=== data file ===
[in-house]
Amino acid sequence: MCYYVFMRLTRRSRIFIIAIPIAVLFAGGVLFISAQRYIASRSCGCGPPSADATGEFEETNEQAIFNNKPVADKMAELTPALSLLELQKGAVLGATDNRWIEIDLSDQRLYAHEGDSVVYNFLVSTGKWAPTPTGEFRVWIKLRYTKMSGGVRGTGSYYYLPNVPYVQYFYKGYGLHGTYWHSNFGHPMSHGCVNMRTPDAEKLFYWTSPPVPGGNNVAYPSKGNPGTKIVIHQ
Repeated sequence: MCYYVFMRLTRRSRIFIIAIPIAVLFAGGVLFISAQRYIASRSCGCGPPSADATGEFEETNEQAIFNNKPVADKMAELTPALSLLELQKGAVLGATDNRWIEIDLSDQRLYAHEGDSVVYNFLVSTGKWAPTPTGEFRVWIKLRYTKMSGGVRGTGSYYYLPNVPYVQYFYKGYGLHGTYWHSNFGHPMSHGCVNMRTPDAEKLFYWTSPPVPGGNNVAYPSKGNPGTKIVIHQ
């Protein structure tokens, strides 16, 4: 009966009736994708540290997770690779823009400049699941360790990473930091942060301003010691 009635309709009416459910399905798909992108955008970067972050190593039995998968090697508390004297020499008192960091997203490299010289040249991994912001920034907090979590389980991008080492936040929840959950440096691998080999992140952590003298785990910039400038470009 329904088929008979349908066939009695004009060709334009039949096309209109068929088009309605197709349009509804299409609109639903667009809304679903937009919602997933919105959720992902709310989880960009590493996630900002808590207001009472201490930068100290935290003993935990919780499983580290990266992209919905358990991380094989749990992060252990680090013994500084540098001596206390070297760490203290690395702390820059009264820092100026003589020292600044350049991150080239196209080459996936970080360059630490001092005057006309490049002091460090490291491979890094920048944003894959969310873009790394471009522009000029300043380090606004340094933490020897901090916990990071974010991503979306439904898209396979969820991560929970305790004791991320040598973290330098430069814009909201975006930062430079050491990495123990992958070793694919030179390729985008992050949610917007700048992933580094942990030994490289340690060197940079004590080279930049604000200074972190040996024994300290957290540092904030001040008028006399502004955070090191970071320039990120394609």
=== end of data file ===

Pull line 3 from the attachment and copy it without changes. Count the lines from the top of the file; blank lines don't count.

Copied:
Repeated sequence: MCYYVFMRLTRRSRIFIIAIPIAVLFAGGVLFISAQRYIASRSCGCGPPSADATGEFEETNEQAIFNNKPVADKMAELTPALSLLELQKGAVLGATDNRWIEIDLSDQRLYAHEGDSVVYNFLVSTGKWAPTPTGEFRVWIKLRYTKMSGGVRGTGSYYYLPNVPYVQYFYKGYGLHGTYWHSNFGHPMSHGCVNMRTPDAEKLFYWTSPPVPGGNNVAYPSKGNPGTKIVIHQ